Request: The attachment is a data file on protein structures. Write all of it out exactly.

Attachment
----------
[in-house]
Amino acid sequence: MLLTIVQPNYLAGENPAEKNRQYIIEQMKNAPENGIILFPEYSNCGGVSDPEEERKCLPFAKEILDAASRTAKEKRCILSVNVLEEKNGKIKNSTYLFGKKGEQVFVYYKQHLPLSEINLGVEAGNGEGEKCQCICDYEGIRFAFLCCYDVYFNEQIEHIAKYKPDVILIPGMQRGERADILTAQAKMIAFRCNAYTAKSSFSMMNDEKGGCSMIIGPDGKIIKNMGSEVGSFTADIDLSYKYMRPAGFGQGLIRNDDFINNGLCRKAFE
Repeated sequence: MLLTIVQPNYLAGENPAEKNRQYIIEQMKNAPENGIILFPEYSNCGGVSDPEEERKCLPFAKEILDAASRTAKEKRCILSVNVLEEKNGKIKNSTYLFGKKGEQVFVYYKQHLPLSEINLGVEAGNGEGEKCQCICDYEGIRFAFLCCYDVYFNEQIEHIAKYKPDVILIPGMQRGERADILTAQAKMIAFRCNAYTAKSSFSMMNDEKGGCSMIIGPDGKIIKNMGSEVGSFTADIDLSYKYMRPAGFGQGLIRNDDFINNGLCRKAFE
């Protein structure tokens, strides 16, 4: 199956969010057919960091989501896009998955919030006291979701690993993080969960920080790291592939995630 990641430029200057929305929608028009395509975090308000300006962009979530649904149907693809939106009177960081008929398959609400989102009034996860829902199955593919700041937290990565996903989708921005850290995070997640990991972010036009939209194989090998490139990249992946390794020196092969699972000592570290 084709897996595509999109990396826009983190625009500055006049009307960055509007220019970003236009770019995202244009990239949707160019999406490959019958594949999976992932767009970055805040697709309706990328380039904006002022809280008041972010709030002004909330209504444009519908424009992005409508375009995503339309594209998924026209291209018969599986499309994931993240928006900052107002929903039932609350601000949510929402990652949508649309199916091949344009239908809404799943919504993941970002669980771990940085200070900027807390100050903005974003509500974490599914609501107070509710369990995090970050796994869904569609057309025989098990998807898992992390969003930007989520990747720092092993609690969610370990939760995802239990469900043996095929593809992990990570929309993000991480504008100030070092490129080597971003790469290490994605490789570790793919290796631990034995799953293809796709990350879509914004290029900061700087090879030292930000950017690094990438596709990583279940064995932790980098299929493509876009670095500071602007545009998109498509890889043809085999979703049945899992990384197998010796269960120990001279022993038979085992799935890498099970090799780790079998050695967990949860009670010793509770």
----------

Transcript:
[in-house]
Amino acid sequence: MLLTIVQPNYLAGENPAEKNRQYIIEQMKNAPENGIILFPEYSNCGGVSDPEEERKCLPFAKEILDAASRTAKEKRCILSVNVLEEKNGKIKNSTYLFGKKGEQVFVYYKQHLPLSEINLGVEAGNGEGEKCQCICDYEGIRFAFLCCYDVYFNEQIEHIAKYKPDVILIPGMQRGERADILTAQAKMIAFRCNAYTAKSSFSMMNDEKGGCSMIIGPDGKIIKNMGSEVGSFTADIDLSYKYMRPAGFGQGLIRNDDFINNGLCRKAFE
Repeated sequence: MLLTIVQPNYLAGENPAEKNRQYIIEQMKNAPENGIILFPEYSNCGGVSDPEEERKCLPFAKEILDAASRTAKEKRCILSVNVLEEKNGKIKNSTYLFGKKGEQVFVYYKQHLPLSEINLGVEAGNGEGEKCQCICDYEGIRFAFLCCYDVYFNEQIEHIAKYKPDVILIPGMQRGERADILTAQAKMIAFRCNAYTAKSSFSMMNDEKGGCSMIIGPDGKIIKNMGSEVGSFTADIDLSYKYMRPAGFGQGLIRNDDFINNGLCRKAFE
């Protein structure tokens, strides 16, 4: 199956969010057919960091989501896009998955919030006291979701690993993080969960920080790291592939995630 990641430029200057929305929608028009395509975090308000300006962009979530649904149907693809939106009177960081008929398959609400989102009034996860829902199955593919700041937290990565996903989708921005850290995070997640990991972010036009939209194989090998490139990249992946390794020196092969699972000592570290 084709897996595509999109990396826009983190625009500055006049009307960055509007220019970003236009770019995202244009990239949707160019999406490959019958594949999976992932767009970055805040697709309706990328380039904006002022809280008041972010709030002004909330209504444009519908424009992005409508375009995503339309594209998924026209291209018969599986499309994931993240928006900052107002929903039932609350601000949510929402990652949508649309199916091949344009239908809404799943919504993941970002669980771990940085200070900027807390100050903005974003509500974490599914609501107070509710369990995090970050796994869904569609057309025989098990998807898992992390969003930007989520990747720092092993609690969610370990939760995802239990469900043996095929593809992990990570929309993000991480504008100030070092490129080597971003790469290490994605490789570790793919290796631990034995799953293809796709990350879509914004290029900061700087090879030292930000950017690094990438596709990583279940064995932790980098299929493509876009670095500071602007545009998109498509890889043809085999979703049945899992990384197998010796269960120990001279022993038979085992799935890498099970090799780790079998050695967990949860009670010793509770």